Guatemala: Corruption that remains and spreads

Guatemala: Corruption that remains and spreads

Guatemala, today the scene of demonstrations against corruption, has for years been the scene of related scandals as well as ongoing human rights violations, which President Alejandro Giammattei, as the originator, does not escape with almost 15% approval in really trustworthy polls, which is not usual in our America.

The protests have drawn together students, indigenous people and members of community organizations who have opposed the practices of an obstinate president, including a documented complaint that he used his influence in the recent election of the rector of the only university state of the country.

“They are protesting the corruption and impunity that continue to drive the Giannetti government and the corrupt pact,” said Daniel Pascual, chairman of the Peasant Unity Committee, one of the organizations that called for the march, which dozens of police officers had the command to take if necessary to use firearms.

The protest also condemned a campaign to criminalize opponents, such as Tuesday’s indictment of alleged money laundering by journalist José Rubén Zamora, head of newspaper El Periódico, a media outlet that has published information about corrupt acts by Giammattei and the Attorney General, Consuelo Porras.

The conservative president has been accused of creating a climate of corruption with Porras, sanctioned last year by the United States, which put her on a list of “corrupt and undemocratic” people, or the Engels list.

The sanction came after Porras fired Juan Francisco Sandoval, head of the Special Prosecutor’s Office Against Impunity, who suspected Giannetti of possibly bribing four businessmen to operate a port in the Caribbean.

“Those who do not fight corruption support it,” said a banner at the march, which also called for the high cost of living due to the rise in the price of food and medicine, among other basic products, in addition to neglecting poverty alleviation and neglecting sectors like health and education.

Last July, in an interview with AFP, the ombudsman, Jordán Rodas, said that Guatemala is going through one of its worst moments of corruption as it is ruled by an authoritarian regime, with co-opted institutions and the prosecution of prosecutors and judges who initiate investigations into mafia . . .


It’s no secret that drug trafficking and international organized crime have already infiltrated Guatemalan institutions, and Congress is no exception.

The main leaders of the strongest or most representative parties are singled out in various corruption cases or are linked to drug trafficking networks. Sandra Torres, presidential candidate in the last National Unity of Hope (UNE) elections, has been accused of illegal election financing in a corruption case.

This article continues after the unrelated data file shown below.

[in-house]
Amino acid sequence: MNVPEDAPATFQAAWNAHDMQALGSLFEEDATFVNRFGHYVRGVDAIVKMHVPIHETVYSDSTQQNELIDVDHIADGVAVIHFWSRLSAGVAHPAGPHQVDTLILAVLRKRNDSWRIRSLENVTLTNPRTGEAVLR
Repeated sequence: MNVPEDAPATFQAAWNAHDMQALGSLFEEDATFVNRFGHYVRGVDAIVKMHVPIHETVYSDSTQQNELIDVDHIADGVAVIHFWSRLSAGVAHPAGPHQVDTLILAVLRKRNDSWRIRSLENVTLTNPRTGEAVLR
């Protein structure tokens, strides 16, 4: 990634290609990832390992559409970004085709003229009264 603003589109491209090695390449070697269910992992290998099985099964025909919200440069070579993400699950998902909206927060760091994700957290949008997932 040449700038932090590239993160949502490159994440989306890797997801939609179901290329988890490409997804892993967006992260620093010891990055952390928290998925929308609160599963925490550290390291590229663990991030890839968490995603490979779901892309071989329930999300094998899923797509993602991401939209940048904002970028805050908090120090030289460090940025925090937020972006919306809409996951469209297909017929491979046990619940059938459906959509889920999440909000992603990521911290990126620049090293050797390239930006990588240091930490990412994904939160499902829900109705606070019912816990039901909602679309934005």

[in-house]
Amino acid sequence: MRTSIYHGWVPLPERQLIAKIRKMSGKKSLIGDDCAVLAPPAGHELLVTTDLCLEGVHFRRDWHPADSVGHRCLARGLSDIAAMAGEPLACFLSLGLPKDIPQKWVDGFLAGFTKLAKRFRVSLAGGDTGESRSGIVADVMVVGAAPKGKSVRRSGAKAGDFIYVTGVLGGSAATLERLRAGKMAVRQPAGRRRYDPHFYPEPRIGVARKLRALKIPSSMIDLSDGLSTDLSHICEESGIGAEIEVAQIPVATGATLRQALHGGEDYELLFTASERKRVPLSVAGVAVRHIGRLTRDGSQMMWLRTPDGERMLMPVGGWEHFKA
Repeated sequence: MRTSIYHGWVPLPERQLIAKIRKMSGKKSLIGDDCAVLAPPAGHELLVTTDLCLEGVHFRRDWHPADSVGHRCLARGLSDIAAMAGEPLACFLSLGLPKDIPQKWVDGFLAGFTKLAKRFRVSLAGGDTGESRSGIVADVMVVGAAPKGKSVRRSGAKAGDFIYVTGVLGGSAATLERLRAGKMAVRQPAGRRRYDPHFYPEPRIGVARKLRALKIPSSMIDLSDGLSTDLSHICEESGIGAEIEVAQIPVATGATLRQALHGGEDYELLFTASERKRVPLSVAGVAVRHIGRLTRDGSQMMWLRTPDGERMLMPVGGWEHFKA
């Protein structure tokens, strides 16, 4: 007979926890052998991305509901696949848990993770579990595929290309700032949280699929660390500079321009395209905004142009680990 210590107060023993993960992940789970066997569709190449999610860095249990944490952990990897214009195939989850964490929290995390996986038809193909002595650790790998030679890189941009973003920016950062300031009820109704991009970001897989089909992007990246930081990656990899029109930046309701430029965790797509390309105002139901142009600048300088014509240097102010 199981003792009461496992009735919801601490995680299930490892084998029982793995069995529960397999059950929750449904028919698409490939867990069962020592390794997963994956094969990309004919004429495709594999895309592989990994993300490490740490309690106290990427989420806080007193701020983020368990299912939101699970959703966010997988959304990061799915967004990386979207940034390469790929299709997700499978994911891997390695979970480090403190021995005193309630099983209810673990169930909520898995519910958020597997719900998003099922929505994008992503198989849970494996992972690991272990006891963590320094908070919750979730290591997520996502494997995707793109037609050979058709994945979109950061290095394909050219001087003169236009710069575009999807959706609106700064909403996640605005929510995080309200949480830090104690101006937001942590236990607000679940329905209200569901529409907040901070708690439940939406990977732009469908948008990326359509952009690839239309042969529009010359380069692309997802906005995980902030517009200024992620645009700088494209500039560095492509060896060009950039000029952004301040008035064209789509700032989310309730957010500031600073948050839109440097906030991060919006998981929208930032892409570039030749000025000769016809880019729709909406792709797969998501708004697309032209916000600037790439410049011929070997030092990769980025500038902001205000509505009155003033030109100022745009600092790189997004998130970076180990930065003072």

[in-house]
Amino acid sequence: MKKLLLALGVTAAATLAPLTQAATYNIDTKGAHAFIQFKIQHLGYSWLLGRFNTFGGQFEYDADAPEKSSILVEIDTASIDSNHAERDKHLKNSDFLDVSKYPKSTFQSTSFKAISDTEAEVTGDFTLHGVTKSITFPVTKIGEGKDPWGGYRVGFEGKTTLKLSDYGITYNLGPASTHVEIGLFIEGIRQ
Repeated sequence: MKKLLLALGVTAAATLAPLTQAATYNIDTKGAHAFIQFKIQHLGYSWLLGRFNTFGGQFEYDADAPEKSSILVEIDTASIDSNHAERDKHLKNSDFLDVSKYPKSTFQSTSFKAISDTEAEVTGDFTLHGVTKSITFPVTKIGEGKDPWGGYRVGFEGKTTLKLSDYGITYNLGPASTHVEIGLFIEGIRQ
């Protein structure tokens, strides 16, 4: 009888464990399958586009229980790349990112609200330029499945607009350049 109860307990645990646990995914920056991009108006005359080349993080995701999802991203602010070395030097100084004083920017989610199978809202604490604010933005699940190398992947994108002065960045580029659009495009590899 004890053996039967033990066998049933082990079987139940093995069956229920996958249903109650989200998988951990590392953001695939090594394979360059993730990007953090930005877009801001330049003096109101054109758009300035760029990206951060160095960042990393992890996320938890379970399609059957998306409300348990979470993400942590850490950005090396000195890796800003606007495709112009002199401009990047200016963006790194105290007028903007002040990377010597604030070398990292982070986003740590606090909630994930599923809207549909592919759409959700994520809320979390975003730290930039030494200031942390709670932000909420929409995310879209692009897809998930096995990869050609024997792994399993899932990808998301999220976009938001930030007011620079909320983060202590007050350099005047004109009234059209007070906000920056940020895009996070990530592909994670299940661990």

The UNE is the very political party that enabled the highly corrupt Gustavo Alejas to fill the post of Presidential Secretary, and the Parallel Commissions 2020 investigation found that several of the current MPs were collaborating with him. On the other hand, the top leader of the Unión del Cambio Nacional (UCN) party, which is the third force in Congress and was also the 2018 presidential candidate, was convicted in the United States of drug trafficking.

If the Constitutional Court recognizes that the electoral model is “exhausted,” then it will not be possible for Congress to correct the mistakes made in the process. In the phase before the nomination committees, there are sufficient indications of interference from various sectors. The payroll integration has been rigged from the start and the fact that a candidate is not involved in a criminal proceeding does not ensure his or her suitability or integrity, nor does it imply that he or she has the necessary skills to be a judge. The parameters set by the court are not sufficient to ensure the ability, suitability and honesty of the candidates.

Criminals must control the judiciary to ensure that Guatemala remains a haven for criminals, with impunity exceeding 90%. To allow Congress to conduct the election of judges in this context without ensuring an objective and thorough evaluation of the candidates is tantamount to condemning the country to be a state without justice, a utter failed state in which the law is in the land remains hands of criminal groups.

This endangers peace and risks reverting to the era when Guatemala was the scene of constant massacres, in which the army drowned the insurgency in blood, destroyed villages and murdered all their inhabitants, including children and women, and elderly people.